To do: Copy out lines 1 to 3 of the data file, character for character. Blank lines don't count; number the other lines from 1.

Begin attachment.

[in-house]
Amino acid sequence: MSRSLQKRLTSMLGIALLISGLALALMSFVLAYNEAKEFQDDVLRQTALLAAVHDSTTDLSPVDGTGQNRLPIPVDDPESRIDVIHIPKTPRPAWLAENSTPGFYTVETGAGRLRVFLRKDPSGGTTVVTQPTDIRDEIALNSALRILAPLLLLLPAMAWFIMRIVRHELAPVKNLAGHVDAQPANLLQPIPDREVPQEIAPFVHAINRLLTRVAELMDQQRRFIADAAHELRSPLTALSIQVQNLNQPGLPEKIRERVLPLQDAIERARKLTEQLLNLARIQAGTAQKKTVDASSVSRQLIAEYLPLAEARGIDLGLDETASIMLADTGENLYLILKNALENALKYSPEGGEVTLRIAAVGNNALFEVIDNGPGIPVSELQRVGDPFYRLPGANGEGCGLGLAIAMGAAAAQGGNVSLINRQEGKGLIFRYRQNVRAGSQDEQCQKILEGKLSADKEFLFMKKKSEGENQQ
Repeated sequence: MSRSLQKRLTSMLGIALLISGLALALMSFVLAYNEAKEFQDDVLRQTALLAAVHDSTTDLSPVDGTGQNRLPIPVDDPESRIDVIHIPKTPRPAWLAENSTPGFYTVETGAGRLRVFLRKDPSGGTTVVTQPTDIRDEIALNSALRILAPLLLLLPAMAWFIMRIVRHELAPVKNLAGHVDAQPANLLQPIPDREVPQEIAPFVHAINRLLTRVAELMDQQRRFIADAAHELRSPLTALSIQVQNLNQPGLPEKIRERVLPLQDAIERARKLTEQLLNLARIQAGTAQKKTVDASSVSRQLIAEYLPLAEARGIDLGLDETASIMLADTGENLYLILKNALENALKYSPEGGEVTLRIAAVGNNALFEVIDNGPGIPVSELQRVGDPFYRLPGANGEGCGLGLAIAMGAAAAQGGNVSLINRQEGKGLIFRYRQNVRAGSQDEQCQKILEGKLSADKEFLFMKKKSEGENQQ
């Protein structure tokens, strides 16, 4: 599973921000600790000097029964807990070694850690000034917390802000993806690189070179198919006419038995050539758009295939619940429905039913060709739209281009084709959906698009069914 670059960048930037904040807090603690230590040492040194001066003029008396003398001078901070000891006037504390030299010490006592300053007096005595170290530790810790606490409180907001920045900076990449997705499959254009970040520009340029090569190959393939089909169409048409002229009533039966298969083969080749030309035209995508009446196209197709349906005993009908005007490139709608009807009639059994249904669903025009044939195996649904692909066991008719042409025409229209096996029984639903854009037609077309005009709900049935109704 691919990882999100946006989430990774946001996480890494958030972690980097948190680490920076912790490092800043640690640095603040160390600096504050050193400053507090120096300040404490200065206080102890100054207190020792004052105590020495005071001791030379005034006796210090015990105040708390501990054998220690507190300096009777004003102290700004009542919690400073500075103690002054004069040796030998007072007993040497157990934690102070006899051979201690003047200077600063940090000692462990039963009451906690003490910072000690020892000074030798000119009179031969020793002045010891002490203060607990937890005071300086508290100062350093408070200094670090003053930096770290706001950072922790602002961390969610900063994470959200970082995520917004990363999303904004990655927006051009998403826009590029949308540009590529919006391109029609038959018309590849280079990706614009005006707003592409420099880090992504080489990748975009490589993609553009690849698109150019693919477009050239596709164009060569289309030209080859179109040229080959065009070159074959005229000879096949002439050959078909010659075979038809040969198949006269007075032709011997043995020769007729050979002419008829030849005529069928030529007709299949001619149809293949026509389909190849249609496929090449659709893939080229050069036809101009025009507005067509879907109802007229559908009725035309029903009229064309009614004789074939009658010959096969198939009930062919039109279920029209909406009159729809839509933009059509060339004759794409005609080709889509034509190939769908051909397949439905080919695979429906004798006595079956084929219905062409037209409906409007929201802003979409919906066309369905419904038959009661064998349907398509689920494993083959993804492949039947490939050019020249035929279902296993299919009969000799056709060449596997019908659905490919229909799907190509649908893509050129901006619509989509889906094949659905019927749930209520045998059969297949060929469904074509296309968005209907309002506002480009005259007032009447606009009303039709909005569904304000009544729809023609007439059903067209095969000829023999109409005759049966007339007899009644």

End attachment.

[in-house]
Amino acid sequence: MSRSLQKRLTSMLGIALLISGLALALMSFVLAYNEAKEFQDDVLRQTALLAAVHDSTTDLSPVDGTGQNRLPIPVDDPESRIDVIHIPKTPRPAWLAENSTPGFYTVETGAGRLRVFLRKDPSGGTTVVTQPTDIRDEIALNSALRILAPLLLLLPAMAWFIMRIVRHELAPVKNLAGHVDAQPANLLQPIPDREVPQEIAPFVHAINRLLTRVAELMDQQRRFIADAAHELRSPLTALSIQVQNLNQPGLPEKIRERVLPLQDAIERARKLTEQLLNLARIQAGTAQKKTVDASSVSRQLIAEYLPLAEARGIDLGLDETASIMLADTGENLYLILKNALENALKYSPEGGEVTLRIAAVGNNALFEVIDNGPGIPVSELQRVGDPFYRLPGANGEGCGLGLAIAMGAAAAQGGNVSLINRQEGKGLIFRYRQNVRAGSQDEQCQKILEGKLSADKEFLFMKKKSEGENQQ
Repeated sequence: MSRSLQKRLTSMLGIALLISGLALALMSFVLAYNEAKEFQDDVLRQTALLAAVHDSTTDLSPVDGTGQNRLPIPVDDPESRIDVIHIPKTPRPAWLAENSTPGFYTVETGAGRLRVFLRKDPSGGTTVVTQPTDIRDEIALNSALRILAPLLLLLPAMAWFIMRIVRHELAPVKNLAGHVDAQPANLLQPIPDREVPQEIAPFVHAINRLLTRVAELMDQQRRFIADAAHELRSPLTALSIQVQNLNQPGLPEKIRERVLPLQDAIERARKLTEQLLNLARIQAGTAQKKTVDASSVSRQLIAEYLPLAEARGIDLGLDETASIMLADTGENLYLILKNALENALKYSPEGGEVTLRIAAVGNNALFEVIDNGPGIPVSELQRVGDPFYRLPGANGEGCGLGLAIAMGAAAAQGGNVSLINRQEGKGLIFRYRQNVRAGSQDEQCQKILEGKLSADKEFLFMKKKSEGENQQ